Meaning of “take sth in” in the English Dictionary

"take sth in" in British English

See all translations

take sth in

phrasal verb with take uk /teɪk/ us /teɪk/ verb took, taken

(UNDERSTAND)

C2 to understand completely the meaning or importance of something:

I had to read the letter twice before I could take it all in.
It was an interesting exhibition, but there was too much to take in at once.

More examples

  • She was telling me he was dead, and I couldn't take it in.
  • It is difficult to take in the scale of the disaster.

(MONEY)

mainly US US usually take to receive money from sales or as payment for entrance to an event:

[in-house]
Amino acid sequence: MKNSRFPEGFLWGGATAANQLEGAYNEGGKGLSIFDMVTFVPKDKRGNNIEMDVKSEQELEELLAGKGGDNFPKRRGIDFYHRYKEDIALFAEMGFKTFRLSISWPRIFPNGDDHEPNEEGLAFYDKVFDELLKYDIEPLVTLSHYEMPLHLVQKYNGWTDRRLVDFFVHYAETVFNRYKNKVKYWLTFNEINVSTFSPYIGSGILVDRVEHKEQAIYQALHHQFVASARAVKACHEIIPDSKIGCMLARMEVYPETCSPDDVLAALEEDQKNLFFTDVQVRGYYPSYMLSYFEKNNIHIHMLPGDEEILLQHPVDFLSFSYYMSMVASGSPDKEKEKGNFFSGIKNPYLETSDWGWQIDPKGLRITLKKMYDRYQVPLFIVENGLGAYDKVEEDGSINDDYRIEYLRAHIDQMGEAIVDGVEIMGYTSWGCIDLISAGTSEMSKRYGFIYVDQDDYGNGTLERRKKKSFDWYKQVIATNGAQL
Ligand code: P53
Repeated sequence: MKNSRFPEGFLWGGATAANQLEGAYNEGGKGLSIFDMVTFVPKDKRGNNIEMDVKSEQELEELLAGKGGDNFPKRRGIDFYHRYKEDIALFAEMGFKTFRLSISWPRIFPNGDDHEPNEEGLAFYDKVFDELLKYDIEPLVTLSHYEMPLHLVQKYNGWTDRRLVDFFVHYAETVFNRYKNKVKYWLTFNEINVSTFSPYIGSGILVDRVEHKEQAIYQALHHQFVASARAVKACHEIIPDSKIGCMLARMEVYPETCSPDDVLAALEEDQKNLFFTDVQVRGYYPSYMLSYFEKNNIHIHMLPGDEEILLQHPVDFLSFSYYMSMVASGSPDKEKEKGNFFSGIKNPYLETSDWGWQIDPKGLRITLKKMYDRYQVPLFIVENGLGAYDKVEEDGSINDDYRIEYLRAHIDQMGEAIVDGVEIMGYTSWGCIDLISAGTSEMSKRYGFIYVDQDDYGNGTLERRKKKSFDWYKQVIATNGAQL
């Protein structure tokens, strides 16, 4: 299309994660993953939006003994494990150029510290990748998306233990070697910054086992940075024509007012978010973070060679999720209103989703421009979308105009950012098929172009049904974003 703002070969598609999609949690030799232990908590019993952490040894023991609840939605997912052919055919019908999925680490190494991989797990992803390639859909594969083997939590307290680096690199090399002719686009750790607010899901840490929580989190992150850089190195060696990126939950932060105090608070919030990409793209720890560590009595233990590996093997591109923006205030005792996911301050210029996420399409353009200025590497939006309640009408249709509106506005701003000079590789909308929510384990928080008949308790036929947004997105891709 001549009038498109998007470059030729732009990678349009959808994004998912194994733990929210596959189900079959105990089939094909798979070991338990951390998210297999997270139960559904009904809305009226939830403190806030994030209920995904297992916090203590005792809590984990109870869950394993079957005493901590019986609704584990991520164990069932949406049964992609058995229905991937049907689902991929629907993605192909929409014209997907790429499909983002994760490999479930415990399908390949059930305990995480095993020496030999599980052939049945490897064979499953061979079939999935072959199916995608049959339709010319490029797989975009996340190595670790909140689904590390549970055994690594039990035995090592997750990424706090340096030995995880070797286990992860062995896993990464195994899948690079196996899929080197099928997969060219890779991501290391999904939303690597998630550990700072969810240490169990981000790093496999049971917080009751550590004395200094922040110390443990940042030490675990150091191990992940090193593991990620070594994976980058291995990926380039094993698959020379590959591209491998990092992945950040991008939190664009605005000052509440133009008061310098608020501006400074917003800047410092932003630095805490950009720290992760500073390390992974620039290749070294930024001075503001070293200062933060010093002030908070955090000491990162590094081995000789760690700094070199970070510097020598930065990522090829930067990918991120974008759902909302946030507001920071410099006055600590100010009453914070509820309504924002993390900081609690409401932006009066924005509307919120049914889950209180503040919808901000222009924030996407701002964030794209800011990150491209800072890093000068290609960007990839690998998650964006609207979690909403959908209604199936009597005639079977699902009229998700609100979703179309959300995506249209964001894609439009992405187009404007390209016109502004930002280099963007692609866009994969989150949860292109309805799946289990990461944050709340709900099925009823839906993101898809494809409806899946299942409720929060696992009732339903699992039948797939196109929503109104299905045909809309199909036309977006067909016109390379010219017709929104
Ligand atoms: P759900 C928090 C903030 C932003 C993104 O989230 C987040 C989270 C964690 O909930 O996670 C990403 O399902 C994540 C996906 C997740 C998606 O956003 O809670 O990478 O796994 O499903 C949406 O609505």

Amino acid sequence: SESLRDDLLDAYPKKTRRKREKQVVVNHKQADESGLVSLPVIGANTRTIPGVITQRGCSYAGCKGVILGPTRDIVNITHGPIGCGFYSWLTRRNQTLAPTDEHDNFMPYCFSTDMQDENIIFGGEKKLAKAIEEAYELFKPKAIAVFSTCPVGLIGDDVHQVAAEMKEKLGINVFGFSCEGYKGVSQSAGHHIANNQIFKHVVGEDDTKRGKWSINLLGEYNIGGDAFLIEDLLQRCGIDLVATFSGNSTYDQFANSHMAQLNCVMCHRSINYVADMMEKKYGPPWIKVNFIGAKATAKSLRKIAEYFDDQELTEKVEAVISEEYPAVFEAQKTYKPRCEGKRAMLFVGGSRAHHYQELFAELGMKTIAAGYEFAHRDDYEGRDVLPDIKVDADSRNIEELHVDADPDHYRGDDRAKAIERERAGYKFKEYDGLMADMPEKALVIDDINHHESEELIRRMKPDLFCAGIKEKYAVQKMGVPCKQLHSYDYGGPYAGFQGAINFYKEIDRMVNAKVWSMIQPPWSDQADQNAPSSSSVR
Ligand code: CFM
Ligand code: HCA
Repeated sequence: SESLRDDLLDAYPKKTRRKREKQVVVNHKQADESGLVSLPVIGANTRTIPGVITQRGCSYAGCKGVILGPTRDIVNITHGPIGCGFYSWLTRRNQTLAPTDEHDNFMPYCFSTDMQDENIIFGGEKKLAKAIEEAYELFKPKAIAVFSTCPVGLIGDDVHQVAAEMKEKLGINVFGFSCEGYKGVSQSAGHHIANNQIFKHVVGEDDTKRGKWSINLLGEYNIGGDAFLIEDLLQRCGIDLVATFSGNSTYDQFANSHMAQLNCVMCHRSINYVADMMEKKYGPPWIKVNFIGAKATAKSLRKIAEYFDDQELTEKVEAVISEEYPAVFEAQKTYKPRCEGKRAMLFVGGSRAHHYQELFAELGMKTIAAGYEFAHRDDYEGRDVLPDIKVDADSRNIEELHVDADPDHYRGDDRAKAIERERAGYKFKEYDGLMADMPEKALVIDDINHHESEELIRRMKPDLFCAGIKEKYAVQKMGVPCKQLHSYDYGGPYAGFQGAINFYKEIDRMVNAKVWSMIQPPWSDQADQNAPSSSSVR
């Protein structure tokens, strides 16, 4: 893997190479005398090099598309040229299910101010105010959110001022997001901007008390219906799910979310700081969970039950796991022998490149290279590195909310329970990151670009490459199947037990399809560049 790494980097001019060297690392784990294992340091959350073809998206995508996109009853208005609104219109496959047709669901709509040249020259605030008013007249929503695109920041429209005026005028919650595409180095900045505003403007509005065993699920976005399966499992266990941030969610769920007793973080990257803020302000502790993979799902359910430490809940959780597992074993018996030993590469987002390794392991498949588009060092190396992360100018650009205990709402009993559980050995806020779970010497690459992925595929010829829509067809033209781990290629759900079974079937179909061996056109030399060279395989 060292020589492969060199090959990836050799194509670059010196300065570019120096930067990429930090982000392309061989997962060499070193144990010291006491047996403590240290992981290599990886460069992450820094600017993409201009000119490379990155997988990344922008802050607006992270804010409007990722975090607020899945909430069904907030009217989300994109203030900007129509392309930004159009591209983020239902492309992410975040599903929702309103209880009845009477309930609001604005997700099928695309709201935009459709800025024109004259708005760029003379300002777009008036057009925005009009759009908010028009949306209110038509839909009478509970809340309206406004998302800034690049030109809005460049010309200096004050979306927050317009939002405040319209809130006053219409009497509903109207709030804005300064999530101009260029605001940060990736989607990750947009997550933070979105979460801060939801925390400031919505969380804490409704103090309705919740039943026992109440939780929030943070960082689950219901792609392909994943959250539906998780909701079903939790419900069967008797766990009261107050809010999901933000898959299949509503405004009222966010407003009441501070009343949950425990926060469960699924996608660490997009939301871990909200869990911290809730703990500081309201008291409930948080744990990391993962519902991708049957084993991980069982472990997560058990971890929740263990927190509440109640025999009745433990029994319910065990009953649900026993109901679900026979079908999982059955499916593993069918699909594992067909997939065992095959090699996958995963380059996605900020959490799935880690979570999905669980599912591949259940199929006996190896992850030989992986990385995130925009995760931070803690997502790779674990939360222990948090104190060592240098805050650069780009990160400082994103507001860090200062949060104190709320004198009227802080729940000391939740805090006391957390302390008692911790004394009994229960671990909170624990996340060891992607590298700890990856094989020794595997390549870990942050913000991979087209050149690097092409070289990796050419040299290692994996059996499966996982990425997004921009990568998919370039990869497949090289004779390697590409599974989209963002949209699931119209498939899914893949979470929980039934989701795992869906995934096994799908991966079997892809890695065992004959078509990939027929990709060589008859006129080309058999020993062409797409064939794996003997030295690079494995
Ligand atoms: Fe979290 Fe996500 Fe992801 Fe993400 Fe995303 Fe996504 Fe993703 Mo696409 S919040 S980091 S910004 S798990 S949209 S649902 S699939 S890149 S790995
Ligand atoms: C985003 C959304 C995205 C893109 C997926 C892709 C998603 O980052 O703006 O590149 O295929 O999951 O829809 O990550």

The show took in an astonishing $100,000 in its first week.

(Definition of “take sth in” from the Cambridge Advanced Learner’s Dictionary & Thesaurus © Cambridge University Press)

"take sth in" in Business English

See all translations

take sth in

phrasal verb with take uk /teɪk/ us verb [ T ] took, taken

to include something:

A comprehensive carbon tax that took in other fuels, such as coal, would be much greener than just petrol taxes.
These figures are open to dispute because they take in the entire UK holiday business.

US COMMERCE to receive money from sales or as payment for something:

Worldwide, the film took in $230 million in its first weekend.

(Definition of “take sth in” from the Cambridge Business English Dictionary © Cambridge University Press)